Telling Your Name the Livelong Day


I wrote this post before Donald Trump delivered his State of the Union address, but I already know that it will be filled with grandiose declarations and over-the-top boasting. If you listened and felt slimed, check out the 1996 Nobel speech of Polish poet Wislawa Szymborska, which reader Sara Fisher sent in to cleanse yourself.

Meditating on what differentiates poets from “torturers, dictators, fanatics, and demagogues struggling for power by way of a few loudly shouted slogans,” Szymborska observes that the latter are certain while the former are not. People such as Trump

know, and whatever they know is enough for them once and for all. They don’t want to find out about anything else, since that might diminish their arguments’ force. And any knowledge that doesn’t lead to new questions quickly dies out: it fails to maintain the temperature required for sustaining life. In the most extreme cases, cases well known from ancient and modern history, it even poses a lethal threat to society.

Szymborska opts instead for incessant questioning:

This is why I value that little phrase “I don’t know” so highly. It’s small, but it flies on mighty wings. It expands our lives to include the spaces within us as well as those outer expanses in which our tiny Earth hangs suspended….

Poets, if they’re genuine, must…keep repeating, “I don’t know.” Each poem marks an effort to answer this statement, but as soon as the final period hits the page, the poet begins to hesitate, starts to realize that this particular answer was pure makeshift that’s absolutely inadequate to boot. So the poets keep on trying, and sooner or later the consecutive results of their self-dissatisfaction are clipped together with a giant paperclip by literary historians and called their “oeuvre” …

Trump, I suspect, has never uttered the words “I don’t know.” His insecurity is such that he must present himself as being in control at all times. In his mind, nothing is worse that being a “loser,” as was revealed once again in an incident that has just come to light involving the FBI’s former acting director Andrew McCabe:

The day after he fired James Comey as director of the FBI, a furious President Donald Trump called the bureau’s acting director, Andrew McCabe, demanding to know why Comey had been allowed to fly on an FBI plane from Los Angeles back to Washington after he was dismissed, according to multiple people familiar with the phone call.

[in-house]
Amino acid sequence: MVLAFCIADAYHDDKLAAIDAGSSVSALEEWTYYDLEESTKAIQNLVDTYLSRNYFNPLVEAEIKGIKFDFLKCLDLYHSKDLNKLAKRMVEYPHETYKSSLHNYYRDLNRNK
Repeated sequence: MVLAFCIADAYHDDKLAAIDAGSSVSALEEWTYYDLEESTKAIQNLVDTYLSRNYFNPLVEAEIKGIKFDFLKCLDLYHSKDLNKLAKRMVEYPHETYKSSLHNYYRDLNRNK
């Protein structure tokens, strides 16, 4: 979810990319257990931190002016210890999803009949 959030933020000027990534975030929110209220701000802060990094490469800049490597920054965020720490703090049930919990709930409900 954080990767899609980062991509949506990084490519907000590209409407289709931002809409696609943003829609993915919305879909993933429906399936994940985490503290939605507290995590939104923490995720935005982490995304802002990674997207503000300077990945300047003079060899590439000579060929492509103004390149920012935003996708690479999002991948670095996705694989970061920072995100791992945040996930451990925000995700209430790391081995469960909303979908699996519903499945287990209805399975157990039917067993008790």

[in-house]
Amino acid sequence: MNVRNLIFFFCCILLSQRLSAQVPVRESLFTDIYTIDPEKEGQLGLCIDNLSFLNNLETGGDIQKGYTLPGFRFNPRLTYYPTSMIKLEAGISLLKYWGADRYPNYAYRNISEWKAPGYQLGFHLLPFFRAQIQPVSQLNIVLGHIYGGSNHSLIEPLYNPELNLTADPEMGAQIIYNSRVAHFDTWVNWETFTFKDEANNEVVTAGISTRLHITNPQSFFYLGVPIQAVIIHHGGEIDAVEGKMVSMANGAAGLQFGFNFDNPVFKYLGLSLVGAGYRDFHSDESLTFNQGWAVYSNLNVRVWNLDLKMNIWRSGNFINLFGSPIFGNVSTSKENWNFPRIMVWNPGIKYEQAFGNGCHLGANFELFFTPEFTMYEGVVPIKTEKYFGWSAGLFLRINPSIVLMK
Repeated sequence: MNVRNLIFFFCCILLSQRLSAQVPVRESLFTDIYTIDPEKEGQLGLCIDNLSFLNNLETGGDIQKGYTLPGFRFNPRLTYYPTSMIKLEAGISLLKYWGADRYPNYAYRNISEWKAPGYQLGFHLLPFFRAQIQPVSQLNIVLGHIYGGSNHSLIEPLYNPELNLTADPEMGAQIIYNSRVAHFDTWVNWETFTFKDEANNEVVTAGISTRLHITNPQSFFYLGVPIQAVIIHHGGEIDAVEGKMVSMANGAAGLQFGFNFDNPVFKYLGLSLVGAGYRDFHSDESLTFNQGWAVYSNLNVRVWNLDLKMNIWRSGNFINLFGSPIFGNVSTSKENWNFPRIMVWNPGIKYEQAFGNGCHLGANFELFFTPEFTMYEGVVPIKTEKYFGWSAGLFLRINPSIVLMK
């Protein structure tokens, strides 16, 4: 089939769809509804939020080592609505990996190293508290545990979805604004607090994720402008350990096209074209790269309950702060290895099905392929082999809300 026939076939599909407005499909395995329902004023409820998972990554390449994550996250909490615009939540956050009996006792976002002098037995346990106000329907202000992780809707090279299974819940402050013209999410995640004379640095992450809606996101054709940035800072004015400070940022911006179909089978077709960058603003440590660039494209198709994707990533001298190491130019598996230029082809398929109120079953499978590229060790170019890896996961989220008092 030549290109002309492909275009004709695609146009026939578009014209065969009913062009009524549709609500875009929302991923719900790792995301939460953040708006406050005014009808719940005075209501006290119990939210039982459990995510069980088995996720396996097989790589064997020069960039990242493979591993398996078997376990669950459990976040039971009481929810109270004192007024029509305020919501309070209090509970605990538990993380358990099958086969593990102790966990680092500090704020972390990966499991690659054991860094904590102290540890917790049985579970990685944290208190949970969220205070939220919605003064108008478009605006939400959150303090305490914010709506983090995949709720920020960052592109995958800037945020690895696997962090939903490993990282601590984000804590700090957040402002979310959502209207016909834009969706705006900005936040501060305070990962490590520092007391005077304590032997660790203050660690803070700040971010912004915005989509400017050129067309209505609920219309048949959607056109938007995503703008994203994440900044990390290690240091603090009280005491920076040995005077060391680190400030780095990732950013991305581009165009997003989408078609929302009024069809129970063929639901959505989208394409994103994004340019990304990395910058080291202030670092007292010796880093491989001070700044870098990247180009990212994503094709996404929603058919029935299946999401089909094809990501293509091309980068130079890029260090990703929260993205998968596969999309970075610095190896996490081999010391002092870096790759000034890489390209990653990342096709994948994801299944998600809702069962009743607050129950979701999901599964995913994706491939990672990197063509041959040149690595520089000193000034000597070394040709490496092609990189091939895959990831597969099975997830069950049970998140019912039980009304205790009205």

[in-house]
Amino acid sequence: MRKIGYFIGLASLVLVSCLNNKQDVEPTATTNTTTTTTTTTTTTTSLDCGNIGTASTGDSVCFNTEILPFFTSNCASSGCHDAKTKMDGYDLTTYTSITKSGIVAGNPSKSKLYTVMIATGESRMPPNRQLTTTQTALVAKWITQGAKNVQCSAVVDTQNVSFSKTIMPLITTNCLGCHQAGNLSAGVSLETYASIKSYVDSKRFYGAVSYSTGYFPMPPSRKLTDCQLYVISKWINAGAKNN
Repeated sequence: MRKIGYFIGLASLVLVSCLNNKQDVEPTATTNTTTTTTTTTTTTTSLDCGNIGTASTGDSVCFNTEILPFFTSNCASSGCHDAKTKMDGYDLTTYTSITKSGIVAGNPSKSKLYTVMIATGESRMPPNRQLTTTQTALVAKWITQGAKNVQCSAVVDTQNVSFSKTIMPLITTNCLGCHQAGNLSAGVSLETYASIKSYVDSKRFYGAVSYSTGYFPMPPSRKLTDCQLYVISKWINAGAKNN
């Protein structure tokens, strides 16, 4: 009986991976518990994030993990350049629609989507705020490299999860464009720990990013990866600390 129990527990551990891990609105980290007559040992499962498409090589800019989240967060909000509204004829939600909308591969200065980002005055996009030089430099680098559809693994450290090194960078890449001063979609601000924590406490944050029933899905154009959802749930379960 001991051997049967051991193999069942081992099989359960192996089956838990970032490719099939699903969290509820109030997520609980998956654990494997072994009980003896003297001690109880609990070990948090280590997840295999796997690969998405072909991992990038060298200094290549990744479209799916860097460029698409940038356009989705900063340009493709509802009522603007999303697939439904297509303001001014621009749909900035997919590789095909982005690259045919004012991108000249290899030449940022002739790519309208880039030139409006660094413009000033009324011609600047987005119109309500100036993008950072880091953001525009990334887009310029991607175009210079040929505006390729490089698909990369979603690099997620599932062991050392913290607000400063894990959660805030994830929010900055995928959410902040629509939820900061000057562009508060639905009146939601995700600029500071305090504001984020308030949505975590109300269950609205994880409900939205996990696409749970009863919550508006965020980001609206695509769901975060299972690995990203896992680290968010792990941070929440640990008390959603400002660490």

McCabe told the president he hadn’t been asked to authorize Comey’s flight, but if anyone had asked, he would have approved it, three people familiar with the call recounted to NBC News.

The president was silent for a moment and then turned on McCabe, suggesting he ask his wife how it feels to be a loser — an apparent reference to a failed campaign for state office in Virginia that McCabe’s wife made in 2015.

McCabe replied, “OK, sir.” Trump then hung up the phone.

Under presidential pressure, McCabe has just resigned.

I’m trying to think of literary figures who are as petty and vindictive as our president, but all that currently comes to mind is an Emily Dickinson poem that captures Szymborska ‘s distinction between poets and politicians:

I’m nobody! Who are you?
Are you nobody, too?
Then there’s a pair of us — don’t tell!
They’d banish us, you know.

How dreary to be somebody!
How public, like a frog
To tell your name the livelong day
To an admiring bog!

Trump is more than ready to banish nobodies. How dreary to spend every waking hour croaking your name.

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  • Literature is as vital to our lives as food and shelter. Stories and poems help us work through the challenges we face, from everyday irritations to loneliness, heartache, and death. Literature is meant to mix it up with life. This website explores how it does so.

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